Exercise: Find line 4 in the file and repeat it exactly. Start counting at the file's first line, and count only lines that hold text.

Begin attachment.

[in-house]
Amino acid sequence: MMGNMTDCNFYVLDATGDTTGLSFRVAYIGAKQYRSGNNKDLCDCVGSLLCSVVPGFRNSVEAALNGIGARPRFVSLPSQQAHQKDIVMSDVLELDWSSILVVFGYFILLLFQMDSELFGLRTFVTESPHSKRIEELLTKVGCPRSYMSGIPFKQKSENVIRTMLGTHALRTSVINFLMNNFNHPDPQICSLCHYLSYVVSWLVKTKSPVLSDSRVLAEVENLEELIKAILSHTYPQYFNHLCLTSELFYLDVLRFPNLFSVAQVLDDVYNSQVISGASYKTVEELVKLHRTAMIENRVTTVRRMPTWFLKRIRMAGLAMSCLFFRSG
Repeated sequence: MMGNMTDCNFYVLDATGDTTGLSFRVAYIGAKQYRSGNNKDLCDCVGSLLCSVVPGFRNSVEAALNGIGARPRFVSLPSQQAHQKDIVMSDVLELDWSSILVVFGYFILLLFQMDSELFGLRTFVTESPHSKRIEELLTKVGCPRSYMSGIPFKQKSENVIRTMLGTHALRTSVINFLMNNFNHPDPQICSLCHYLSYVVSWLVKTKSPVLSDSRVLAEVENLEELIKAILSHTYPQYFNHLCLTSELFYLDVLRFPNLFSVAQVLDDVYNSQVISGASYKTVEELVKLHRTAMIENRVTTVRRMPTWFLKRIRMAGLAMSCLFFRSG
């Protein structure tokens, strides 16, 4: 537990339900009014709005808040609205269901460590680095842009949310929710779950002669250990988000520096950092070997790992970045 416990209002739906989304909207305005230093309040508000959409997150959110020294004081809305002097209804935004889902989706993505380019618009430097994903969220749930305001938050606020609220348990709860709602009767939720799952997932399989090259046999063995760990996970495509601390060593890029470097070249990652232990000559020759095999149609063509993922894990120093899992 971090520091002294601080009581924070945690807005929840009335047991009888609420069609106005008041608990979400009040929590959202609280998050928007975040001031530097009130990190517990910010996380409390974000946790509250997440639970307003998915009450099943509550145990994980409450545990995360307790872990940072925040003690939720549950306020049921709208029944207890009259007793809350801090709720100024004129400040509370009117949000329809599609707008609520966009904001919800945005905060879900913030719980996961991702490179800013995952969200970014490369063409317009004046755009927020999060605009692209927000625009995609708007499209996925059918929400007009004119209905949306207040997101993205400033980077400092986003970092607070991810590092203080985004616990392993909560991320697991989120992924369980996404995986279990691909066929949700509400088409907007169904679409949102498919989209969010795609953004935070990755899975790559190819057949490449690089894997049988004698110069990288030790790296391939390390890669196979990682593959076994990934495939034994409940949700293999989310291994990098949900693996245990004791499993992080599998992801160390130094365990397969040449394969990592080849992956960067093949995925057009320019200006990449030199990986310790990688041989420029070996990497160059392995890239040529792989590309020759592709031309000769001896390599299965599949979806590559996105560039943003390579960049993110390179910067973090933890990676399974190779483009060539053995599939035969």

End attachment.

């Protein structure tokens, strides 16, 4: 537990339900009014709005808040609205269901460590680095842009949310929710779950002669250990988000520096950092070997790992970045 416990209002739906989304909207305005230093309040508000959409997150959110020294004081809305002097209804935004889902989706993505380019618009430097994903969220749930305001938050606020609220348990709860709602009767939720799952997932399989090259046999063995760990996970495509601390060593890029470097070249990652232990000559020759095999149609063509993922894990120093899992 971090520091002294601080009581924070945690807005929840009335047991009888609420069609106005008041608990979400009040929590959202609280998050928007975040001031530097009130990190517990910010996380409390974000946790509250997440639970307003998915009450099943509550145990994980409450545990995360307790872990940072925040003690939720549950306020049921709208029944207890009259007793809350801090709720100024004129400040509370009117949000329809599609707008609520966009904001919800945005905060879900913030719980996961991702490179800013995952969200970014490369063409317009004046755009927020999060605009692209927000625009995609708007499209996925059918929400007009004119209905949306207040997101993205400033980077400092986003970092607070991810590092203080985004616990392993909560991320697991989120992924369980996404995986279990691909066929949700509400088409907007169904679409949102498919989209969010795609953004935070990755899975790559190819057949490449690089894997049988004698110069990288030790790296391939390390890669196979990682593959076994990934495939034994409940949700293999989310291994990098949900693996245990004791499993992080599998992801160390130094365990397969040449394969990592080849992956960067093949995925057009320019200006990449030199990986310790990688041989420029070996990497160059392995890239040529792989590309020759592709031309000769001896390599299965599949979806590559996105560039943003390579960049993110390179910067973090933890990676399974190779483009060539053995599939035969």